They also created the Matty Eappen Foundation, named after their late son. The all-volunteer organization, which his wife is still very active in, works to educate the public and medical professionals about abusive head trauma, also known as shaken baby syndrome, and to support victims and their families.
Eappen is still feeling the effects of the balance they worked together to achieve. “I don’t really get stressed out about what’s going on,” he said. “I think it brings a certain sense of peace and calm to me and the people around me, and a positive mood that I’m happy about.”
These qualities will be assets to Eappen in addressing the financial and workforce challenges facing UVM Health and other hospitals across the state.
The health network ended its fiscal year with an operating loss of $90 million, largely attributable to high costs for traveling clinical staff as it couldn’t find enough local workers. Crucially for Eappen, the hospital’s operating margins are now so low — and have long been — that it has become increasingly difficult to invest in the buildings and personnel needed to provide high-quality care to patients.
One result: A report from the Vermont Department of Human Services found that most people take nearly three months or more to see a medical specialist at UVM Medical Center, the longest wait in the state.
Eappen said he sees at least two key areas where efforts can improve. First, the system needs more staff, so it has to do everything in its power to make UVM Health a place where clinicians and others who support them want to work. That means more projects, such as the recently announced construction of 120 new apartments and a childcare center in South Burlington.
Joining Brigham’s part-time physician group in the late 1990s introduced him to issues of working parents, especially mothers.
“It was just me and 28 women,” Epen said. “The challenges they faced really shaped how I think about diversity and equity in the workplace.”
Attracting long-term employees is also about promoting a mission-driven culture, he said. “When you clean a house or serve food, you’re not just doing that. You’re actually helping families, helping individual patients get better,” Eappen said. “When you’re working in the background, you’re not just doing (information technology). You’re making it easier for patients to see the information they need to see.”
Second, community health workers, pharmacists and social workers can more broadly support clinicians such as physicians and nurse practitioners in delivering care so they can focus on the work for which they were trained.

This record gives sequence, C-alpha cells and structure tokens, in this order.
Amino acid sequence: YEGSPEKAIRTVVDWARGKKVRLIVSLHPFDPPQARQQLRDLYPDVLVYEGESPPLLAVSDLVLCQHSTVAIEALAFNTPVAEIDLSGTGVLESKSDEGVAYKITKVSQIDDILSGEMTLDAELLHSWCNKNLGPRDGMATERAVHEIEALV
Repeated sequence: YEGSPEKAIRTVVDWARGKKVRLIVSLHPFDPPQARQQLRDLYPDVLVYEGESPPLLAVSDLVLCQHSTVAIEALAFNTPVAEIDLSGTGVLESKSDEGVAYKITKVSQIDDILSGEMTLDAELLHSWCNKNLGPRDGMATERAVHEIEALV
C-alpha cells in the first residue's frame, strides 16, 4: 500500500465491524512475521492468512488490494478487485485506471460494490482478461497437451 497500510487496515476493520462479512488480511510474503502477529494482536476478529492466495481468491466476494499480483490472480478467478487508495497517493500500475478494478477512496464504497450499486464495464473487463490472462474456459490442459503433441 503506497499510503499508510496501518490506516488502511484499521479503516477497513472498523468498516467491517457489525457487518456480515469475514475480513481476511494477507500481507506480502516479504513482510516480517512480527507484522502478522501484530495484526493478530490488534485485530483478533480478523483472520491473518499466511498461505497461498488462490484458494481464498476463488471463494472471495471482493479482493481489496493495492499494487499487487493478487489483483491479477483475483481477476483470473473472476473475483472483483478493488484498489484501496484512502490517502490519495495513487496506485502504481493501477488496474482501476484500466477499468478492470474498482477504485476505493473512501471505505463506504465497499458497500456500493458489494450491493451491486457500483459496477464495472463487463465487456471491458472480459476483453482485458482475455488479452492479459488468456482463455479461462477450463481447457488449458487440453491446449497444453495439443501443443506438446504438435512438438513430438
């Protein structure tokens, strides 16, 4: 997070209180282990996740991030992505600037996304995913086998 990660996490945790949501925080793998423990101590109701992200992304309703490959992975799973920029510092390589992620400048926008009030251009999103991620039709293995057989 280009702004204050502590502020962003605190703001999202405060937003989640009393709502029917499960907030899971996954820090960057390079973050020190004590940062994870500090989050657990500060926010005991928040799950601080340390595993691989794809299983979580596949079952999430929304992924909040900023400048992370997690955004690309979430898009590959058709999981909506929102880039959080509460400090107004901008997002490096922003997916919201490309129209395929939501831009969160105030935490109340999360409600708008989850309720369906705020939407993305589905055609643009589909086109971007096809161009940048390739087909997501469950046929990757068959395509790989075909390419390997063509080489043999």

“Patients can be connected to the entire healthcare system, or (broader staff) the office they go to, rather than feeling like it’s just me and the doctor,” he said.
Eappen said this broader view of care was deeply ingrained in the UVM Health staff he interacted with during his bilateral visits. They’ve seen their work as supporting the health of the community as a whole, not just responding to individuals visiting a hospital or doctor’s office, which is what interests him most about taking the job.
“Our idea of providing care for everyone, and we’re committed to it, that the quality of care is the same no matter where you live or what color you are, is the dream,” Eappen said. “It’s a really different business when you start thinking about it like that, the whole community is ours and we have to commit to looking after them.”
Mike Fisher, a state health care advocate who works for Vermont Legal Aid, welcomed Epen’s hard work. Fisher said his biggest challenge will undoubtedly be addressing the real needs of the state’s largest health system without making healthcare more expensive and inaccessible for Vermonters.
Vermont hospitals often seek permission from the regulator, the Green Mountain Board of Nursing, to raise commercial insurance rates as a major source of new revenue. An annual health insurance survey for 2021 shows that while only 3% of Vermonters are uninsured, about 40% of those who are insured are considered underinsured, meaning that the cost of premiums, deductibles and copays accounts for 10% or more of household income.
“From their perspective, they probably really need to raise rates, and that rate hike will deprive more Vermonters of the ability to get the care they need,” Fisher said. “It’s hard for someone who really wants to do both.”